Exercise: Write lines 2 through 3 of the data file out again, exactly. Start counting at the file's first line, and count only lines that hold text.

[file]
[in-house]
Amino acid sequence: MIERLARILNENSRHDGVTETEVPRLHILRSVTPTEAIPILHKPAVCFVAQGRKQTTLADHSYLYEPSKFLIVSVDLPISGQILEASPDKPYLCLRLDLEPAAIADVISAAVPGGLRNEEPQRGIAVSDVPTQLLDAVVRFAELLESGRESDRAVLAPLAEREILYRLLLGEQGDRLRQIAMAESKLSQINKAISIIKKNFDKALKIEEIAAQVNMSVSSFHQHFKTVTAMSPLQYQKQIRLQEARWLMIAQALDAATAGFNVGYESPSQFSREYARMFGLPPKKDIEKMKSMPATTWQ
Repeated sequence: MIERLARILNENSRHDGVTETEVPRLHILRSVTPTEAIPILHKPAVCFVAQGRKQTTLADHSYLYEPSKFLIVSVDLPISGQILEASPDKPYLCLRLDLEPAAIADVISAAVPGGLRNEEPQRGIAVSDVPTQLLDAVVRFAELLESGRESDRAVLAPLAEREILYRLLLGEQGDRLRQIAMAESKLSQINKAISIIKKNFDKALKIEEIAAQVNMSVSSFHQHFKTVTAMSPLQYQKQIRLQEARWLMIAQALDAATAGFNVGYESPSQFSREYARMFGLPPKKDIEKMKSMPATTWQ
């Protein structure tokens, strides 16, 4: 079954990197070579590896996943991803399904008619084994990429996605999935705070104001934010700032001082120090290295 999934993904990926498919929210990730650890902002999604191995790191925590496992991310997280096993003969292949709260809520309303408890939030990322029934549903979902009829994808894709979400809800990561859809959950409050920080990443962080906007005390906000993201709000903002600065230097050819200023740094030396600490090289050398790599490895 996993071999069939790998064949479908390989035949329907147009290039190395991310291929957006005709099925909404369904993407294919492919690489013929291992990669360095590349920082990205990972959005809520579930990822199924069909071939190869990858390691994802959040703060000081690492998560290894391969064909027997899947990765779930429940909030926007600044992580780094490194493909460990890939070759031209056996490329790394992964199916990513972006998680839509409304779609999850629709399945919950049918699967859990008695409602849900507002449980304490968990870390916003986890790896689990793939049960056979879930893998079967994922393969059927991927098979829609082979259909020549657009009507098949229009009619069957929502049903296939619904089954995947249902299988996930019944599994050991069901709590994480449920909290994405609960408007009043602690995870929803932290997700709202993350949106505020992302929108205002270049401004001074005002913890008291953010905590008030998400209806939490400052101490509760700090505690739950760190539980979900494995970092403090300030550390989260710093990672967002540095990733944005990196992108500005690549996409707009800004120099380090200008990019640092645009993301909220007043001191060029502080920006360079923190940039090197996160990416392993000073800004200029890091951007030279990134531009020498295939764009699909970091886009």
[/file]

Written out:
Amino acid sequence: MIERLARILNENSRHDGVTETEVPRLHILRSVTPTEAIPILHKPAVCFVAQGRKQTTLADHSYLYEPSKFLIVSVDLPISGQILEASPDKPYLCLRLDLEPAAIADVISAAVPGGLRNEEPQRGIAVSDVPTQLLDAVVRFAELLESGRESDRAVLAPLAEREILYRLLLGEQGDRLRQIAMAESKLSQINKAISIIKKNFDKALKIEEIAAQVNMSVSSFHQHFKTVTAMSPLQYQKQIRLQEARWLMIAQALDAATAGFNVGYESPSQFSREYARMFGLPPKKDIEKMKSMPATTWQ
Repeated sequence: MIERLARILNENSRHDGVTETEVPRLHILRSVTPTEAIPILHKPAVCFVAQGRKQTTLADHSYLYEPSKFLIVSVDLPISGQILEASPDKPYLCLRLDLEPAAIADVISAAVPGGLRNEEPQRGIAVSDVPTQLLDAVVRFAELLESGRESDRAVLAPLAEREILYRLLLGEQGDRLRQIAMAESKLSQINKAISIIKKNFDKALKIEEIAAQVNMSVSSFHQHFKTVTAMSPLQYQKQIRLQEARWLMIAQALDAATAGFNVGYESPSQFSREYARMFGLPPKKDIEKMKSMPATTWQ